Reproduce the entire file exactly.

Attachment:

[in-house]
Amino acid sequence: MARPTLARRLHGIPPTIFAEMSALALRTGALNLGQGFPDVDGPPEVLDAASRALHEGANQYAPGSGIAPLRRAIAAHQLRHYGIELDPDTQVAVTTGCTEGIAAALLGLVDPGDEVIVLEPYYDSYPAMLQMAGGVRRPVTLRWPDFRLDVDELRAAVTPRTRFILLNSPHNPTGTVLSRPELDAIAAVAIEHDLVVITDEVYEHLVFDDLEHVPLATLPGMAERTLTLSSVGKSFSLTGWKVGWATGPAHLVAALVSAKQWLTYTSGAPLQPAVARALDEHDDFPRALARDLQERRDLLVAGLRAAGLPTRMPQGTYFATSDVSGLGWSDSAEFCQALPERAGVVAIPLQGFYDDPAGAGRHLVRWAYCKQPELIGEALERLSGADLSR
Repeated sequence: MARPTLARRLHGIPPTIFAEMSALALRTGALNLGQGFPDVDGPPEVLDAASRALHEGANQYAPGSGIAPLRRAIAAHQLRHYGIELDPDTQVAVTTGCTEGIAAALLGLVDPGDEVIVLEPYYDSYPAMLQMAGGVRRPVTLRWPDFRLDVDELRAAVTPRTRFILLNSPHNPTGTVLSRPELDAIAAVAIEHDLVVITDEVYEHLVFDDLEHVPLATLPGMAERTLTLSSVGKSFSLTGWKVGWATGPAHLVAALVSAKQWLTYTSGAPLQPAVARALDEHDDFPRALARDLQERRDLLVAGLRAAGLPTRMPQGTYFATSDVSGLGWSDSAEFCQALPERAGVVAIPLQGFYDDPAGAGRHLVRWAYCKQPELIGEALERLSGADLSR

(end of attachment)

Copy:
[in-house]
Amino acid sequence: MARPTLARRLHGIPPTIFAEMSALALRTGALNLGQGFPDVDGPPEVLDAASRALHEGANQYAPGSGIAPLRRAIAAHQLRHYGIELDPDTQVAVTTGCTEGIAAALLGLVDPGDEVIVLEPYYDSYPAMLQMAGGVRRPVTLRWPDFRLDVDELRAAVTPRTRFILLNSPHNPTGTVLSRPELDAIAAVAIEHDLVVITDEVYEHLVFDDLEHVPLATLPGMAERTLTLSSVGKSFSLTGWKVGWATGPAHLVAALVSAKQWLTYTSGAPLQPAVARALDEHDDFPRALARDLQERRDLLVAGLRAAGLPTRMPQGTYFATSDVSGLGWSDSAEFCQALPERAGVVAIPLQGFYDDPAGAGRHLVRWAYCKQPELIGEALERLSGADLSR
Repeated sequence: MARPTLARRLHGIPPTIFAEMSALALRTGALNLGQGFPDVDGPPEVLDAASRALHEGANQYAPGSGIAPLRRAIAAHQLRHYGIELDPDTQVAVTTGCTEGIAAALLGLVDPGDEVIVLEPYYDSYPAMLQMAGGVRRPVTLRWPDFRLDVDELRAAVTPRTRFILLNSPHNPTGTVLSRPELDAIAAVAIEHDLVVITDEVYEHLVFDDLEHVPLATLPGMAERTLTLSSVGKSFSLTGWKVGWATGPAHLVAALVSAKQWLTYTSGAPLQPAVARALDEHDDFPRALARDLQERRDLLVAGLRAAGLPTRMPQGTYFATSDVSGLGWSDSAEFCQALPERAGVVAIPLQGFYDDPAGAGRHLVRWAYCKQPELIGEALERLSGADLSR